michaelsotoHere is a story that had me giggling for quite some time. A man left his “$400 Kindle” in his car and it got stolen. But the thief was dumb enough to use the on-board camera to take some selfies with it, including this shot with his innocent mom. As reported by the local CBS station in Los Angeles:

“McDonald’s sorrow turned to surprise when a few days later he says selfies popped up on his television screen after being uploaded from his Kindle to the Cloud online data storage network…LAPD detectives say tracking technology has helped them solve more than a dozen cases similar to this in the past year.”

It wasn’t clear from the article which particular model this man had. But I have at least four devices I use for reading, and I think all of them have a camera. Its heartening to think that this little add-on might help me get my device back if something happened to it.

One thing I did do was download a free app on my iPhone which lets me add text to a photo background and set it as my lock screen. I outfitted my chosen image with the Beloved’s name and phone number; if I lose any of my devices, someone can access this information without even needing to unlock the device itself. This way, my personal information stays protected (you need a passcode to unlock my iPad and phone), but I can still have an emergency contact listed.

Of course, this will not deter an actual thief; but, as the story points out, there is more than one way to achieve that aim. In this case, the Kindle itself tattled on the burglar!

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"I’m a journalist, a teacher and an e-book fiend. I work as a French teacher at a K-3 private school. I use drama, music, puppets, props and all manner of tech in my job, and I love it. I enjoy moving between all the classes and having a relationship with each child in the school. Kids are hilarious, and I enjoy watching them grow and learn. My current device of choice for reading is my Amazon Kindle Touch, but I have owned or used devices by Sony, Kobo, Aluratek and others. I also read on my tablet devices using the Kindle app, and I enjoy synching between them, so that I’m always up to date no matter where I am or what I have with me."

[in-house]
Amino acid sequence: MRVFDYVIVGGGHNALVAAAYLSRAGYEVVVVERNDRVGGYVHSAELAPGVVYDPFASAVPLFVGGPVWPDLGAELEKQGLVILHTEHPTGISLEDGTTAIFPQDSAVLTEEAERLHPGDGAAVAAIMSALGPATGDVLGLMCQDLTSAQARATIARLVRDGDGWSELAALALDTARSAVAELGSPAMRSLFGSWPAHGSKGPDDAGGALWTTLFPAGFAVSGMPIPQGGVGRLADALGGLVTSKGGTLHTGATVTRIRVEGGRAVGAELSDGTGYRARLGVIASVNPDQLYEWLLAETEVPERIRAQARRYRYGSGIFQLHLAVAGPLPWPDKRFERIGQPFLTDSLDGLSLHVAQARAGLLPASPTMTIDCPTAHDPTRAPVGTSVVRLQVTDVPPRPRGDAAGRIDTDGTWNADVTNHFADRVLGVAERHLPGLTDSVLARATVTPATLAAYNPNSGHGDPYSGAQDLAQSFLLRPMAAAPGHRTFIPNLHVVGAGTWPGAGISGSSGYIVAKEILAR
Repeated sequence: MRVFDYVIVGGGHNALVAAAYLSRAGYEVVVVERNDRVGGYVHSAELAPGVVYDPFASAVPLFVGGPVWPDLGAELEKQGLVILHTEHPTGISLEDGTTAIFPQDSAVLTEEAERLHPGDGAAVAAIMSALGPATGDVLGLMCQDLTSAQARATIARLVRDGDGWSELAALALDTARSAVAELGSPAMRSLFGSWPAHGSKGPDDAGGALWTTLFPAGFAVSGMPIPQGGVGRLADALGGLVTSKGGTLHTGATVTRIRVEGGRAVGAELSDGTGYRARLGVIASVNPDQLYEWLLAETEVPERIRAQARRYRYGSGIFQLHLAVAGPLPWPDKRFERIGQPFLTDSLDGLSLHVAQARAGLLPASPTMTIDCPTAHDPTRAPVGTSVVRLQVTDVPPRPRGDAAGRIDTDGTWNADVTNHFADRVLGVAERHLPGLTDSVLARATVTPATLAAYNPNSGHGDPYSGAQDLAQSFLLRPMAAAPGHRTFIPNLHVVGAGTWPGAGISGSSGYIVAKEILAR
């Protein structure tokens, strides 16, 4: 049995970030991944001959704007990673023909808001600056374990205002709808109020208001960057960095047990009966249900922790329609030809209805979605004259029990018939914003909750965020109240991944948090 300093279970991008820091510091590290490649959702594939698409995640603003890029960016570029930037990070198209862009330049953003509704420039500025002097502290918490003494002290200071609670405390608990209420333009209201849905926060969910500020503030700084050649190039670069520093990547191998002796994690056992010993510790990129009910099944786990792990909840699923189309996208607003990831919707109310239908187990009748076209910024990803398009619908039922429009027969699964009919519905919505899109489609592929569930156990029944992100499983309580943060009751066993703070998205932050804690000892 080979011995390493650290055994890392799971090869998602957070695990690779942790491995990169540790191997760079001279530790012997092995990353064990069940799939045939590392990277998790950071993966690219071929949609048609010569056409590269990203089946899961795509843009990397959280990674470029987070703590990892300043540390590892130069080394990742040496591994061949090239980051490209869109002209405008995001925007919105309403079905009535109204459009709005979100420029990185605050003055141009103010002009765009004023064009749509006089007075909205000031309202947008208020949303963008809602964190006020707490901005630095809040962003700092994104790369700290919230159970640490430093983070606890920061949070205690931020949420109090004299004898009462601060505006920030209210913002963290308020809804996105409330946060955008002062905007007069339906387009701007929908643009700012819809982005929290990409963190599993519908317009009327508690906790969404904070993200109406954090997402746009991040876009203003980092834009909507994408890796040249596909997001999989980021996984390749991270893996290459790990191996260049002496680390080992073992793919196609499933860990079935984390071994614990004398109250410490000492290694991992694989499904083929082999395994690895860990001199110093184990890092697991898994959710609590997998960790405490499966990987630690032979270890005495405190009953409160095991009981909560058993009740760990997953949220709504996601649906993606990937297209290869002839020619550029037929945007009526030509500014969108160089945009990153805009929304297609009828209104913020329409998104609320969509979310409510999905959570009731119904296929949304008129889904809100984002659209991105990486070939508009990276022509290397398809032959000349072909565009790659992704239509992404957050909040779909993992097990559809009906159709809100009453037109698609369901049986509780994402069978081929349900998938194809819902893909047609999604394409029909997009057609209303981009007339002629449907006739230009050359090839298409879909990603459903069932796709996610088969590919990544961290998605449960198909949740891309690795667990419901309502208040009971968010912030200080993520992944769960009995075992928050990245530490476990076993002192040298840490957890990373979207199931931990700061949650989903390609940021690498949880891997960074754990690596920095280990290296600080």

1. I’ve read similar stories about someone who recovered their iPad through an Apple service where you can log in to remote into the device and get its position via GPS, images from the camera, anything you want, without the thief realizing. (And I know it’s true because a friend of mine availed himself of the same functionality. Sadly it led him to a very bad neighborhood and he had to turn tail before getting in trouble.)

    And you know what my first thought was? You do realize that means Apple can track you 24/7 while the device is in *your* possession in the first place? And if Apple can do it, then the government can do it? Is all your privacy — all of it! — really worth maybe recovering a lost or stolen object once in a blue moon?

    Now, I don’t know whether Kindles also have GPS and/or remoting capability, but I still shudder to think who else might have access to those photos while they fly through the clouds. Like the manufacturer of a smart TV, for example. And that’s just scary.

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